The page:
If you can get Teklad, then for young, growing rats (up to 1 year) you should feed them the 2018 diet with 18% protein.  Mazuri Rat Breeder is also 18% protein.

If your older male rat is gaining weight, you should consider switching him to a lower protein diet, such as 2014 diet with 14% protein.  This will help him maintain a healthy weight.

You can purchase these products online (Amazon, etc.), from a local Animal Feed Store such as Kissimmee Valley Feed Store, or from us.  There are other good brands, such as Oxbow, but make sure whichever you chose is specific for rats and has the appropriate protein percentage for your rat’s age.

Lab blocks should make up the majority (90%) of your rat’s diet, as they as specially formulated to be healthy, nutritious and rats like the taste.

But, they will get very boring, so it’s OK to give your rats the occasional treat.  Mostly, anything that you would feed a child is also OK, keeping in mind that too much fat, sugar, salt, preservatives, artificial colors and flavors and etc., are just as bad for rats as they are for you!

Things that rats especially love are: unsalted nuts (in moderation as they are fattening), frozen sweet peas (either frozen like ice cream, or defrosted, like pudding!), Cheerios, lightly salted microwavable pork rinds (i.e. Carolina Gold), whole wheat bread, some fruits (apple, pear, grape, melon), yogurt.  Roof Rats just LOVE almonds: check out the video below…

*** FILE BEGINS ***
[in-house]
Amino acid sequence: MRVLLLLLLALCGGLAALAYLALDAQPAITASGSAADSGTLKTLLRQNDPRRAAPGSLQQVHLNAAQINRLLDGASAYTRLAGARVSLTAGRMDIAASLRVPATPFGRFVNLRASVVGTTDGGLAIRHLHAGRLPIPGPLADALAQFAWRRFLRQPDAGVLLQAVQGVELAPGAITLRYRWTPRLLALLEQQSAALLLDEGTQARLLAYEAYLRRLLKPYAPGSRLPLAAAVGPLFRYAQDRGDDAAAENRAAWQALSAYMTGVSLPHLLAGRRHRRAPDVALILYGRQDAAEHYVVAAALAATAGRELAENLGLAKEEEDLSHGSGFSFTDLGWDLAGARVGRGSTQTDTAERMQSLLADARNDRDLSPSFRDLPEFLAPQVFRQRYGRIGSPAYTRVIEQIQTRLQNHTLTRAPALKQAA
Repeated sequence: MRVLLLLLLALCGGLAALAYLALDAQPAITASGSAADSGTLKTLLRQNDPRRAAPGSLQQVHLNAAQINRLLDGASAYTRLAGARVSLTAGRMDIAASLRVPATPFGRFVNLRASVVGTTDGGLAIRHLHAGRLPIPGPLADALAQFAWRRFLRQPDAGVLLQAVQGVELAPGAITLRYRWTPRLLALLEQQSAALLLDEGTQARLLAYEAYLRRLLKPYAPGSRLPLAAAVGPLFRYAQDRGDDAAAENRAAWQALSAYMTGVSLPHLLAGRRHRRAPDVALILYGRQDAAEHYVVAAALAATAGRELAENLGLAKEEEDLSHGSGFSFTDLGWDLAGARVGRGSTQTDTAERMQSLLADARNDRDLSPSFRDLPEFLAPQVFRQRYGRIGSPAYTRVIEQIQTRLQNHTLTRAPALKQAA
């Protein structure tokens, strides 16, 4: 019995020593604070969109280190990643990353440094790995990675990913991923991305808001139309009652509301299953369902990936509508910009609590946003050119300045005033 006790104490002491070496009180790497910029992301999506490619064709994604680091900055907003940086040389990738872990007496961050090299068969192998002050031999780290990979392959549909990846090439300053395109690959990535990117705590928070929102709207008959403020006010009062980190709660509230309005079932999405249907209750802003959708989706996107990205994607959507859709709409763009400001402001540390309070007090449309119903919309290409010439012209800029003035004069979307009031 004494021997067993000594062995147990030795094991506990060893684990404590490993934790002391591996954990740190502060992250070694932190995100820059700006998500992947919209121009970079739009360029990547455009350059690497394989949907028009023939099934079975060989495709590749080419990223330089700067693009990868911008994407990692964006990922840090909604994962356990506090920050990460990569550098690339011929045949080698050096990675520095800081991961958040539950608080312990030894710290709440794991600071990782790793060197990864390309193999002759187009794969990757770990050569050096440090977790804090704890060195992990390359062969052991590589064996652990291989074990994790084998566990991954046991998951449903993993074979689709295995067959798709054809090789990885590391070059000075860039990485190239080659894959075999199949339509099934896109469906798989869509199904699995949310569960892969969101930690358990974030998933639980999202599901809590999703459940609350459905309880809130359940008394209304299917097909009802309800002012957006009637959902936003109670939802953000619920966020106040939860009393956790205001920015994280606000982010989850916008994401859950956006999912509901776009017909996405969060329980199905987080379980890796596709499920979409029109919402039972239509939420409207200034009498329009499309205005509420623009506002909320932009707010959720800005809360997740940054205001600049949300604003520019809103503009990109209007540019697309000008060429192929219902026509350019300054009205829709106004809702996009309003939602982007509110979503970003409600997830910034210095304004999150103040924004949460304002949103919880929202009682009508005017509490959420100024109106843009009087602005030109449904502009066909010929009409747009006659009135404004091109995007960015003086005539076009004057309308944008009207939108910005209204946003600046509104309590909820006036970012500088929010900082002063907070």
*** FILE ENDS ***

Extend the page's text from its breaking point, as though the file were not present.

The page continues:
There are a few things that you should avoid feeding a rat: citrus fruits, gas producing foods or drinks (soda, cabbage, beans, etc.), certain raw foods (potatoes), candy, chocolate, spinach, artificial sweeteners.

If you have any questions or are unsure, please feel free to ask us!

What kind of litter do you recommend we use?

We recommend that you use a litter which is made from recycled paper, such as Carefresh White Small Pet Bedding, or So Phresh.  Avoid wood shavings, as they do not absorb odor and urine as well, and some (pine) might be harmful.  Avoid any liter with baking soda or other additives, as your rat may ingest it.

What is a Roof Rat? How are they different from Dumbo rats?

A Roof Rat, official name Rattus Rattus, is the native rat species in warmer, coastal parts of the USA.  Norway Rats (Rattus Norvegicus, also called Sewer Rats or Fancy Rats) are the native rat species in the other parts of the USA.  If you see a wild rat here in Florida, or discover an abandoned litter, chances are they are Roof rats.  Dumbo Rats are Norway Rats with funny ears.